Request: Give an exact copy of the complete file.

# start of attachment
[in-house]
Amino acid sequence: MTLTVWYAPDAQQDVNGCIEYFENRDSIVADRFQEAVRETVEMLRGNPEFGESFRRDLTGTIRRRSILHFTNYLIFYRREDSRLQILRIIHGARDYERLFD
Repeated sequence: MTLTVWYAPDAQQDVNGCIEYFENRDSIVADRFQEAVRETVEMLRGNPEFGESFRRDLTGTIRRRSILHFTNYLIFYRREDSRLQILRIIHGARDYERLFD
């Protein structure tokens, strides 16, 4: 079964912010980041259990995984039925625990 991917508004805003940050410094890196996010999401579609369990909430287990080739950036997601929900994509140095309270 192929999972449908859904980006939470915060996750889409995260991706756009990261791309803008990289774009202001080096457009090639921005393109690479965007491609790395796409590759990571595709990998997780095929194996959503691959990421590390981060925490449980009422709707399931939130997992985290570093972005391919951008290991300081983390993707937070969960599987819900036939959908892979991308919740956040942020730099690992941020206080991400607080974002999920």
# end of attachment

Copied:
[in-house]
Amino acid sequence: MTLTVWYAPDAQQDVNGCIEYFENRDSIVADRFQEAVRETVEMLRGNPEFGESFRRDLTGTIRRRSILHFTNYLIFYRREDSRLQILRIIHGARDYERLFD
Repeated sequence: MTLTVWYAPDAQQDVNGCIEYFENRDSIVADRFQEAVRETVEMLRGNPEFGESFRRDLTGTIRRRSILHFTNYLIFYRREDSRLQILRIIHGARDYERLFD
């Protein structure tokens, strides 16, 4: 079964912010980041259990995984039925625990 991917508004805003940050410094890196996010999401579609369990909430287990080739950036997601929900994509140095309270 192929999972449908859904980006939470915060996750889409995260991706756009990261791309803008990289774009202001080096457009090639921005393109690479965007491609790395796409590759990571595709990998997780095929194996959503691959990421590390981060925490449980009422709707399931939130997992985290570093972005391919951008290991300081983390993707937070969960599987819900036939959908892979991308919740956040942020730099690992941020206080991400607080974002999920």